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E3 (adv)

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Saved by PBworks
on June 10, 2007 at 11:04:58 am

E3 (adv) - write the equations of circles and ellipses in transformational form and as mapping rules to visualize and sketch graphs.







Circle: a single, closed curved line


Ellipse: a single, closed curved line that has one axis longer than the other (x-axis or y-axis) *Example below has a longer y-axis*



Writing an equation for a circle: To write an equation for a circle, it first needs to be put on a graph. Let's make it easy and have the centre of the circle at the origin of the graph (0,0).


The equation of a circle looks like this: [1/r (x-h)]^2 + [1/r (y-k)]^2 = 1  This is called Transformational Form. The r stands for radius, h is the horizontal translation and k is the vertical translation. h and k is also the centre of the circle.


The equation for the circle above circle is: [1/5 (x-0)]^2 + [1/5 (y-0)]^2 = 1


If we only had the equation and not the diagram of the circle, we would need a mapping rule to make the diagram. A mapping rule looks like this:

(x,y) -> (x+h, ay+k) Notice how the h and k are now positive? This becomes important later. The a stands for the stretch, but it not needed here.


The mapping rule for the above circle is: (x,y) -> (x+0, y+0)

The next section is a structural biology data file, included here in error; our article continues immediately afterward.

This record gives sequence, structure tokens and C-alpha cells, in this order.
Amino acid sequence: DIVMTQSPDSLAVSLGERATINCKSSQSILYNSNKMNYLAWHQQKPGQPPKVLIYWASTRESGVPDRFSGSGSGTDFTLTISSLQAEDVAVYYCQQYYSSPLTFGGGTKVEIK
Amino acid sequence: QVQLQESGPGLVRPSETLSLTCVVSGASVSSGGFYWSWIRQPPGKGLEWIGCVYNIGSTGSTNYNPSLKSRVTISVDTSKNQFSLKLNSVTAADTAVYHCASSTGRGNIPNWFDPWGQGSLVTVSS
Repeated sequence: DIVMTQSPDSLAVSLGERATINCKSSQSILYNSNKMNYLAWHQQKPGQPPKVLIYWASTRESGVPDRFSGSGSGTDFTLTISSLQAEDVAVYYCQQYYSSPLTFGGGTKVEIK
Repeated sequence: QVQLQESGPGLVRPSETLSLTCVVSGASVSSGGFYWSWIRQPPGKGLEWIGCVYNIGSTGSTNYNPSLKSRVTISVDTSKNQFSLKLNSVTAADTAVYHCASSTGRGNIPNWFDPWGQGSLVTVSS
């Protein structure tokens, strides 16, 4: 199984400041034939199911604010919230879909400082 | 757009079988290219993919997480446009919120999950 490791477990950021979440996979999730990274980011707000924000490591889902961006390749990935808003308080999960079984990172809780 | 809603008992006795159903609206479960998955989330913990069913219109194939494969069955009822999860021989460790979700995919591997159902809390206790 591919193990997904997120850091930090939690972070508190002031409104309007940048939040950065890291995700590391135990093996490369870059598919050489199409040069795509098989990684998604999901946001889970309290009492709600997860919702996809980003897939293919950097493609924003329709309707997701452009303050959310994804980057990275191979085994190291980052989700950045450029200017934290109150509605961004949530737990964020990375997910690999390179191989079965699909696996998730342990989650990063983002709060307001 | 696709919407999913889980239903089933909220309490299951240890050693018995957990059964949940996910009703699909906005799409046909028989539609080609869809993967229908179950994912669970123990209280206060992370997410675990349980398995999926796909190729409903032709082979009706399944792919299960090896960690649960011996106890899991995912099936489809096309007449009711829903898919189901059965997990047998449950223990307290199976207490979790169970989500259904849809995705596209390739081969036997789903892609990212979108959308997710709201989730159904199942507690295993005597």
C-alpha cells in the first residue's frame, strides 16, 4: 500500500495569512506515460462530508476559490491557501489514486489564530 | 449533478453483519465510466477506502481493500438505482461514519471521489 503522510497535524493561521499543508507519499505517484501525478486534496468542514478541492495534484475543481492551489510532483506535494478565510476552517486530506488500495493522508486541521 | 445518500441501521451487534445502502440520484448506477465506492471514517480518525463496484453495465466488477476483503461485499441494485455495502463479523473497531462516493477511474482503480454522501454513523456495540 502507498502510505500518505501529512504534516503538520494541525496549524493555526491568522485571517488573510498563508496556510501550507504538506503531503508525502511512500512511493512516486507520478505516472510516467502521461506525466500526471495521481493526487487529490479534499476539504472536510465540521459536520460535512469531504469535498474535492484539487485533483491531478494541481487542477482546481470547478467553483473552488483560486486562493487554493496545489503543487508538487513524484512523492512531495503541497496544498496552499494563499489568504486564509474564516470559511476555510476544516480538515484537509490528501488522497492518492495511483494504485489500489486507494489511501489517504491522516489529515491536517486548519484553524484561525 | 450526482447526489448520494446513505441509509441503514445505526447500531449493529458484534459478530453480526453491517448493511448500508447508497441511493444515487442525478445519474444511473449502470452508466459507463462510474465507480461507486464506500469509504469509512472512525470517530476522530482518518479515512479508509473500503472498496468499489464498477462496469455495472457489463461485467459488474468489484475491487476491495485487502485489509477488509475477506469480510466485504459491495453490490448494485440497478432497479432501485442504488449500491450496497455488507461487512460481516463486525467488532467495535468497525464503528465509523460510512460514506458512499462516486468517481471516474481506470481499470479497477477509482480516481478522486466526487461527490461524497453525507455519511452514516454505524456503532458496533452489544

Let's make it harder and change the circle on the graph:


The equation fo this circle is: [1/5 (x-0)]^2 + [1/5 (y-3)]^2 =1  All we did with this circle was move it vertically by +3. This +3 is equal to k. This is what happened: [1/5 (x-(0)]^2 + [1/5 (y-(+3)]^2 =1 We did not move the circle horizontally from our last circle so it stays at 0.


The mapping rule now is: (x,y) -> (x+0, y+3) In the mapping rule, the h and k are positive, unlike the equation where they are negative. This is to show that the circle moved +3 on the y-axis. It makes it easier to draw.



Writing an equation for an ellipse: The equation for an ellipse is the same as an equation for a circle except we now have to use a stretch. We'll start off with an ellipse with a centre at the origin (0,0).


The equation of an ellipse is: [1/a (x-h)]^2 + [1/b (y-k)]^2 =1 This is also called transformational form. In this equation, the only difference from the circle equation is the a and b. Both a and b stand for stretch. a is usually the longer stretch but it does not matter.


The equation for the above ellipse is: [1/3 (x-0)]^2 + [1/6 (y-0)]^2 =1


The mapping rule for the above ellipse is: (x,y) -> (x+0, 2y+0) Because this ellipse has a longer y-axis, the stretch goes with the y in the mapping rule. In this ellipse, the y-axis is twice the length of the x-axis, giving it a stretch of 2.




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